B). The Attachment Helicals:

Figure 9. Step 9 (Fig. 9):   With the chicken loops now attached to your feet, and standing erect, pull the cord upward to remove all slack. Then, mentally mark off that point on the cord which comes up just level to your crotch. Next, attach the cord to the main rope at this location by way of a Helical knot. Keep in mind that the more times you wrap the accessory cord around the standing rope, the greater the resulting friction when you climb-- better to have too many wraps, then too few. (Note: the author, being 162 lb., finds it necessary to use 4 to 5 wraps in making a Helical on standard 11mm rope).

Step 10 (Fig 10):   With all the slack taken out between the foot loops and first HelicalFigure 10. (i.e. the lower one), and standing erect, take the loose end of the cord and trace out a length going down to one knee and then looping back up to a point above your head. Continuing to hold the cord above your outstretched arm at this point, so as not to lose the length just measured off, bring the cord down to a point on the main rope level with the base of your neck. A second Helical is now attached to the main rope at this point (Fig. 10).

[Note: at some time in the future you will more than likely have to shorten this particular length as you fine tune the system].

C). The Waist Connection Knot:

Step 11 (Fig. 11):   Standing upright, with the second Helical now attached to the main rope at a point level with the hollow at the base of the neck, and the lower Helical pulled up to its highest point,Figure 11. level with your crotch, hold the top Helical firmly in place with one hand as you use the other hand to pull downwards so as to remove all slack leading to down to the waist. Next, use a figure "8" to connect this cord, which should now be free of any slack above, to the screw link of the diaper seat.

As a final step, in the event you chose to use a chest harness (e.g. being top heavy), slide the line going from your waist to the upper helical into the previously mentioned chest carabiner.

Your system is now finished and you are ready to climb. I recommend, however, that you add a prusik and extra carabiner for emergencies, passing lips, knots, or other cavers on the rope.


You climb much like any frog system. You climb by standing up, putting your weight on the lower knot and simultaneously raising the top knot. Then you sit, putting your weight on the top knot so that you can raise the lower knot. The cycle is then repeated. When raising either knot always lift them from below the knot.

Since this article presupposes a familiarity by the reader of conventional knots systems, the writer will decline from a further discussion on the basics of knots systems. Should the reader require such information, I recommend the NSS publication On Rope, selected back issues of Nylon Highway, and Bob Zimmerman's article in the August 1992 edition of Met Grotto News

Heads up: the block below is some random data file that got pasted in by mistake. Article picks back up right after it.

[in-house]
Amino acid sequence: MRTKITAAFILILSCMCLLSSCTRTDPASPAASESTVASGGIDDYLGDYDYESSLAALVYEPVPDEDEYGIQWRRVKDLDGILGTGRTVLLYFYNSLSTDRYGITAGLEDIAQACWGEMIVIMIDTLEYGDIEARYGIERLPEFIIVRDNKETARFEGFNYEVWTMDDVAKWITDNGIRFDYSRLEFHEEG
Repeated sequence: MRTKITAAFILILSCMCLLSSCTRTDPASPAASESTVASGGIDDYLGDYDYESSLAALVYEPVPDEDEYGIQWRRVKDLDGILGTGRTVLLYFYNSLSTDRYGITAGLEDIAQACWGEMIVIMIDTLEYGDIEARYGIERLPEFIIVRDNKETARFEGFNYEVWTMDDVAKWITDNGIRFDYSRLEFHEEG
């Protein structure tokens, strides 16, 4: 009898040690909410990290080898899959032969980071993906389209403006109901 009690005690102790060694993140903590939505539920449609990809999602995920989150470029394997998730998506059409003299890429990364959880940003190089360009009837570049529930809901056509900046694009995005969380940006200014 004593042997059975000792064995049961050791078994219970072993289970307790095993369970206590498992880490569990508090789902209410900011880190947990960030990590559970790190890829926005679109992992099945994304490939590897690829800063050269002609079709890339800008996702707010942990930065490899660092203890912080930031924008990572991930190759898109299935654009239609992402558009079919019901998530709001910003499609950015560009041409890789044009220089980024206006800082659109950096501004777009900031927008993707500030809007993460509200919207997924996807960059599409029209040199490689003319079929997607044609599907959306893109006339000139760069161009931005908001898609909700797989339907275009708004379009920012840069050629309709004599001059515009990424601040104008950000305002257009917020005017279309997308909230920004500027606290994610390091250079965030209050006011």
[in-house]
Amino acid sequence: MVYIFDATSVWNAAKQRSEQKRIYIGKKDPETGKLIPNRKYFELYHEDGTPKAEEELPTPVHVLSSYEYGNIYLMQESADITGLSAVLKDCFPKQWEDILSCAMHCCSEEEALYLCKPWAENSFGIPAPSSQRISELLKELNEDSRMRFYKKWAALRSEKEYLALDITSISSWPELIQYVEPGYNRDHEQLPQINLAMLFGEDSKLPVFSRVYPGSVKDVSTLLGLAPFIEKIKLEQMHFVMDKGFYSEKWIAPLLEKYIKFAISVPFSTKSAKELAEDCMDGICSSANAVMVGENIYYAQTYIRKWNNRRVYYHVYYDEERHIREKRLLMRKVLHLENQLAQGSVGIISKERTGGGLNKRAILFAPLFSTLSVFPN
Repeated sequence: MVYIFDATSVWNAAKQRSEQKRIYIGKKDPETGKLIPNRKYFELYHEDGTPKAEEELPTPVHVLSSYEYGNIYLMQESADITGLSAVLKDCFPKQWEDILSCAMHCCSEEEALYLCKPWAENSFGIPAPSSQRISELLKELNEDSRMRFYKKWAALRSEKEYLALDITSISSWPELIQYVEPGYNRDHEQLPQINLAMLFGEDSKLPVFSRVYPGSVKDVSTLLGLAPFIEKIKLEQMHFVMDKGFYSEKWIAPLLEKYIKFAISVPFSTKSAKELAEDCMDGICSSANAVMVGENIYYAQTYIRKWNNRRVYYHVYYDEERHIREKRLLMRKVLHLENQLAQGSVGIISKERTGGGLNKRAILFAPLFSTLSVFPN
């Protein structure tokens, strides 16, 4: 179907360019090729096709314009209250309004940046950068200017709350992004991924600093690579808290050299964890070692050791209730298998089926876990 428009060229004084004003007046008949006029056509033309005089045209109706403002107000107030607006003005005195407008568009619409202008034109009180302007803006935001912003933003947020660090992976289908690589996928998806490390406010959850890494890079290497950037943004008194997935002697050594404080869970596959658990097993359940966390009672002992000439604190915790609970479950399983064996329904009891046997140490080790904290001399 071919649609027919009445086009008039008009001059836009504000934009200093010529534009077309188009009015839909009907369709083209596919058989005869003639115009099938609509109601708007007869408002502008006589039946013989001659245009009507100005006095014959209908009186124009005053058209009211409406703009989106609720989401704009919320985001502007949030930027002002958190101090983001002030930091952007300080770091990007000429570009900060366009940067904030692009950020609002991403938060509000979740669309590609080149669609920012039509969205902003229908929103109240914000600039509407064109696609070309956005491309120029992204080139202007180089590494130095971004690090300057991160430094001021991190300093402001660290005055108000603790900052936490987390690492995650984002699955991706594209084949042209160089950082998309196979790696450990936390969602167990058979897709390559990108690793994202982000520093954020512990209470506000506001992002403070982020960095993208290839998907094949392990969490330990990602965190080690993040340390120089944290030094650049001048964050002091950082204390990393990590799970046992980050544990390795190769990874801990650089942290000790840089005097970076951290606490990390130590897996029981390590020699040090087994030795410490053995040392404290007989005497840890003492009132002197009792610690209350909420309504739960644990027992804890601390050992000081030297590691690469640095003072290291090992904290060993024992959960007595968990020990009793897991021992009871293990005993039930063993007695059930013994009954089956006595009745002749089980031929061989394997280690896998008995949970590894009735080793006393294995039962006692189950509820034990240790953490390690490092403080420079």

[Note: Bob was the one who taught me Knots, what now seems like so many years ago -- Thanks, Bob].


With the basics out of the way, we can now discuss system modifications. The system as designed is good for straight climbs on a rope free from waterfalls, intruding walls, or other obstacles. Faced with these problems, however, you can do the following;

1).   Fending off a wall can be handled by placing only one foot in a chicken loop, leaving the other foot free.

2).   Short climbs of 10 to 20 feet may just call for use of only one open foot loop instead of two full chicken loops.

3).   Climbers who are naturally top-heavy, or who have a heavy back pack, might find it necessary to use a chest harness in combination with a carabiner. This will keep them vertical.

Figure 12.

A final special circumstance is that of competitive racing. Although not fully tested yet, the writer has discovered that climbing speed can be increased by use of a bungie cord connecting the underside of the lower Helical to one of the climber's wrists (Fig. 12). While a small screw link can be used to connect the bungie cord below the lower Helical, a Velcro strap of some sort can be used to connect the bungie cord to the climber's wrist. The velcro is necessary because it allows for quick removal of the wrist strap in an emergency.


There you have it; a single rope knot system, which can be easily put together from the type of 30-foot handline some routinely carry in their caving pack. It is not only more compact than the conventional three knot system, but safer because of the safety line running from the lower helical knot to the waist. Because a conventional system lacks this extra feature, a failure of the upper knot will cause a heel hang.

Good luck with your new UAYCEF Knot System.

Oh, I almost forgot to answer the question of "What is the derivation of the word "UAYCEF"? While it was Bob Zimmerman who introduced me to Knots, it was Ukrainian caver Valeriy Rogozhnikov, co-founder, along with Ed Sira and myself, of the Ukrainian American Youth Caver Exchange Foundation (UAYCEF) who, over the course of many hair raising hours in the deep pits of the Crimea, taught me the finer points of the principles and techniques of vertical work. Thus, I could think of no more befitting tribute than to name a new vertical system after an organization dedicated to the new cavers of the world, kids who participate each year in UAYCEF's student exchange trips to both the U.S. and Ukraine.

[Note: Donations for the UAYCEF (NSS # IN 45732) graciously accepted; made payable to "UAYCEF", C/O Ed Sira at 37 Woodmere Street, Raritan, NJ, 08869].

* These diagrams were copied from an article of Robert Zimmerman's which appeared in Met Grotto News, "The Lightweight Simple Knots System" August 1992 (Vol. 42, No. 8).